Words by Luke Thomson

A group of nine students at the University of Manchester have finished their occupation of the recently decommissioned Owens Park Tower building. They were there since 12 November in hopes of better treatment and communication from the university management.

On 25 November the University of Manchester announced there would be a 30% cut in the rent fees for students’ accommodation. This will be for just the first half of the academic year.

In total the rent reductions come to £3 million, the largest ever amount deducted after a rent protest of this type.  

Following the move, Uni management also declared that they would attempt to safely open up places for study, further ensure checks on security, and also try and communicate with students to create a “community pledge” 

Both the occupants of the tower, as well as the wider rent strike group have ended their campaigns after the decision.  

The students are part of the wider protest group 9k4what, advocating the fees for universities be lowered. They managed to get by thanks to stable facilities as well as homemade meals dropped off by supporters.

One student was particularly vocal. A selection of photos posted on twitter by Ben McGowan stated that the university had threatened his rent striking with “extortionate fines” and had outright refused to talk to him. Such allegations have been dropped since the result.

Not all public figures of authority around the Uni opposed the students’ actions. Some teachers gave approval of the move and local MP Afzal Khan implored for the Uni to cooperate. 

During the protests, media workers at the Independent were denied access by armed security guarding the building, and no attempts were made to reach out to the students until last Wednesday when the result was announced.

The protest followed the events of 5 November where large fencing was erected around Fallowfield Campus without any notifications to students. The students responded by tearing down the barriers.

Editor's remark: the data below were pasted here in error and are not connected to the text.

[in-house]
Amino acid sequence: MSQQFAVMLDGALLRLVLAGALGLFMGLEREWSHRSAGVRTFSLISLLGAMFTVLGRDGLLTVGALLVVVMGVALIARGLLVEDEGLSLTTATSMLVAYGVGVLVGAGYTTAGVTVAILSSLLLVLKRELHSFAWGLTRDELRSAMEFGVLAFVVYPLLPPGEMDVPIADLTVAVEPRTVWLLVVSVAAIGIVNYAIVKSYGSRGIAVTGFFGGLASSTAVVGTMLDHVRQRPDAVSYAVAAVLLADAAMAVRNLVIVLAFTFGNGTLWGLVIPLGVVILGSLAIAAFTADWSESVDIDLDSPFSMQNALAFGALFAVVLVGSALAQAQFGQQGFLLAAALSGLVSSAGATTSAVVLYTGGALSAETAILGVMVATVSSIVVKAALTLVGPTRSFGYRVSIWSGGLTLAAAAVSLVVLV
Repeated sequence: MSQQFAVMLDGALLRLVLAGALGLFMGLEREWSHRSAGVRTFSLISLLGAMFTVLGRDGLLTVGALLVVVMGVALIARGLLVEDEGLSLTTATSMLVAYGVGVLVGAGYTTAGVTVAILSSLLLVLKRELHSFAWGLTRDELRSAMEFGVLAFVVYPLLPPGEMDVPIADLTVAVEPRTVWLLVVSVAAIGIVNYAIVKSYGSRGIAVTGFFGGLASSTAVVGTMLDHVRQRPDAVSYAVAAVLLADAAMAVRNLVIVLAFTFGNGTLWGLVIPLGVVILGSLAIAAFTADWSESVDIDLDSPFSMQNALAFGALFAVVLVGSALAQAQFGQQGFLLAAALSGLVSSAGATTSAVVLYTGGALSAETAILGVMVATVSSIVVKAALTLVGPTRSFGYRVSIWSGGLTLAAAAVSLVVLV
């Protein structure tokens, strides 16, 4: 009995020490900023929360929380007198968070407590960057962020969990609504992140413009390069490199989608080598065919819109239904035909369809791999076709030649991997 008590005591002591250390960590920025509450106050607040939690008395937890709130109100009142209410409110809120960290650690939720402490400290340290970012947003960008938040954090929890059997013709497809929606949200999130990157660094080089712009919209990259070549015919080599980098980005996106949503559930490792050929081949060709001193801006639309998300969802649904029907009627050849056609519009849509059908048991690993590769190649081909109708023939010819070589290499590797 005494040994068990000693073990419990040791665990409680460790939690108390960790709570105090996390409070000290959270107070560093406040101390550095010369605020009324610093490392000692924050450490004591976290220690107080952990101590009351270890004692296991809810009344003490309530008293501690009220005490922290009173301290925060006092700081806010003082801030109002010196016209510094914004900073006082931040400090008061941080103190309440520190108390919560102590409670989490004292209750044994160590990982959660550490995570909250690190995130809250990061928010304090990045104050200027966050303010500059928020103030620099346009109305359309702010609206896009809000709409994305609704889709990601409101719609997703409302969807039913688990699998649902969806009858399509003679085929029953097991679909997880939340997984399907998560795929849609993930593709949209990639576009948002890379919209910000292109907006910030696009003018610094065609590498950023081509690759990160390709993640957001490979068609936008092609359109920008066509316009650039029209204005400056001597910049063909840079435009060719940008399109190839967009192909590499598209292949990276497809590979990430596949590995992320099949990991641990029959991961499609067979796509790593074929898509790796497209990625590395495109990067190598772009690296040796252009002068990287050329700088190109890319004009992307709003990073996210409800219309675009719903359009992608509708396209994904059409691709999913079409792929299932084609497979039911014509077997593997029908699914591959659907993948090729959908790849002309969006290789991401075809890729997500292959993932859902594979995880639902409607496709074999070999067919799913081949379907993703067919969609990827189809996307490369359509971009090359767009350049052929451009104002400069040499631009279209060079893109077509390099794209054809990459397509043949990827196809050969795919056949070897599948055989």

The University responded to the outrage by apologising for the lack of talking to students and have dedicated a better reaching out scheme. Thankfully, they have fulfilled such a pledge it seems. 

Students have also attacked the University for its general lack of communication in this period as well as poor attitudes to student mental health.This is in relation to the death of a 19-year-old student on campus, which – according to Sky News – has created a sense of fear and dread for everyone’s well being.

Another case that contributed to the strikes and outrage at Manchester is a racial profiling incident that occurred on 13 November.

First year student Zac Adan was pinned up against a wall by security officers and asked for proof of ID. According to the student, the only justification they gave for this was that he “looked like a drug dealer”.

On 19 November, Vice-Chancellor Nancy Rothwell spoke to BBC Newsnight about the event, to which, on live television, she falsely claimed that she had spoken to Zac personally for the incident.

Just the morning after Rothwell was quick to come clean for the lie, telling the Guardian that “I realised that one of the things I said in that interview, with good intent, was, in fact, incorrect”.

Aside from this, the University of Manchester responded to the incident by suspending the officers in question and launching an investigation into the incident as a whole.

Students at the University, both in the protest at the tower, and the Uni as a whole, have expressed  grievances over the lack of in-person teaching given out.

This is especially upsetting considering the promises given by the Uni of having at the very least a mixed learning experience, yet no later than one week into term going back on that promise.

Authorities at the Uni responded to these points by declaring that nobody could have seen a second lockdown occurring, despite the fact the decision was made a month before the lockdown was announced.

Rent strikes have also occurred at both Bristol and Glasgow, and after the second Lockdown ends, students at Sheffield and Newcastle have promised more “direct” protests in regards to the situation and this great result is surely only added motivation.

Picture Credit: Mike Peel

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